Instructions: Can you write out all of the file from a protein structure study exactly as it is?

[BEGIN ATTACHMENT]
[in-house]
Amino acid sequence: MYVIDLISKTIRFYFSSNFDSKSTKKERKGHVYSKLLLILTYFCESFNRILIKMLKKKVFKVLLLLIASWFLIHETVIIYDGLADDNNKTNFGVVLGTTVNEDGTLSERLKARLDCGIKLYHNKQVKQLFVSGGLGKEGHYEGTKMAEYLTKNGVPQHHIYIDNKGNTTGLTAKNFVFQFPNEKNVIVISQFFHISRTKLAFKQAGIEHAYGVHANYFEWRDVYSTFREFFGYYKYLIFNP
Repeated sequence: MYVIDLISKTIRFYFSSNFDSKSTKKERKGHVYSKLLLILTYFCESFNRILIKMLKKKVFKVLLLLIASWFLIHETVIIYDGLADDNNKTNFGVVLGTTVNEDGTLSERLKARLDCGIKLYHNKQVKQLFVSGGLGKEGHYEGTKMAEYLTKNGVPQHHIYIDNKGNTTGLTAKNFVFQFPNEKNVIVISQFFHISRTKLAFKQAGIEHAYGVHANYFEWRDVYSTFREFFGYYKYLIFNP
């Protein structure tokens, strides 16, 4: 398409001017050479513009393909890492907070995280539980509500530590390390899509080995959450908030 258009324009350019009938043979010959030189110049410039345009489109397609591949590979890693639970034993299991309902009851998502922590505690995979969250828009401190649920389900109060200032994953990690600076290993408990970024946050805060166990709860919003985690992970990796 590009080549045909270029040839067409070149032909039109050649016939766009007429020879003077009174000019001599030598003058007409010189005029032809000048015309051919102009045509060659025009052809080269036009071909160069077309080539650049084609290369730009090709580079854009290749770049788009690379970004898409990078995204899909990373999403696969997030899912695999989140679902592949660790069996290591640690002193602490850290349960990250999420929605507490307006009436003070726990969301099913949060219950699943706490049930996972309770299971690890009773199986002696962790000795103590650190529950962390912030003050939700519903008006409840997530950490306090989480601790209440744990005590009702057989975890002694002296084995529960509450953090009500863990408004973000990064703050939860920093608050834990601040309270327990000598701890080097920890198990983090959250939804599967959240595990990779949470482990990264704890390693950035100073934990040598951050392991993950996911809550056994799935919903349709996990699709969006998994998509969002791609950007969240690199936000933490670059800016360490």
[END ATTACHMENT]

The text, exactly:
[in-house]
Amino acid sequence: MYVIDLISKTIRFYFSSNFDSKSTKKERKGHVYSKLLLILTYFCESFNRILIKMLKKKVFKVLLLLIASWFLIHETVIIYDGLADDNNKTNFGVVLGTTVNEDGTLSERLKARLDCGIKLYHNKQVKQLFVSGGLGKEGHYEGTKMAEYLTKNGVPQHHIYIDNKGNTTGLTAKNFVFQFPNEKNVIVISQFFHISRTKLAFKQAGIEHAYGVHANYFEWRDVYSTFREFFGYYKYLIFNP
Repeated sequence: MYVIDLISKTIRFYFSSNFDSKSTKKERKGHVYSKLLLILTYFCESFNRILIKMLKKKVFKVLLLLIASWFLIHETVIIYDGLADDNNKTNFGVVLGTTVNEDGTLSERLKARLDCGIKLYHNKQVKQLFVSGGLGKEGHYEGTKMAEYLTKNGVPQHHIYIDNKGNTTGLTAKNFVFQFPNEKNVIVISQFFHISRTKLAFKQAGIEHAYGVHANYFEWRDVYSTFREFFGYYKYLIFNP
């Protein structure tokens, strides 16, 4: 398409001017050479513009393909890492907070995280539980509500530590390390899509080995959450908030 258009324009350019009938043979010959030189110049410039345009489109397609591949590979890693639970034993299991309902009851998502922590505690995979969250828009401190649920389900109060200032994953990690600076290993408990970024946050805060166990709860919003985690992970990796 590009080549045909270029040839067409070149032909039109050649016939766009007429020879003077009174000019001599030598003058007409010189005029032809000048015309051919102009045509060659025009052809080269036009071909160069077309080539650049084609290369730009090709580079854009290749770049788009690379970004898409990078995204899909990373999403696969997030899912695999989140679902592949660790069996290591640690002193602490850290349960990250999420929605507490307006009436003070726990969301099913949060219950699943706490049930996972309770299971690890009773199986002696962790000795103590650190529950962390912030003050939700519903008006409840997530950490306090989480601790209440744990005590009702057989975890002694002296084995529960509450953090009500863990408004973000990064703050939860920093608050834990601040309270327990000598701890080097920890198990983090959250939804599967959240595990990779949470482990990264704890390693950035100073934990040598951050392991993950996911809550056994799935919903349709996990699709969006998994998509969002791609950007969240690199936000933490670059800016360490």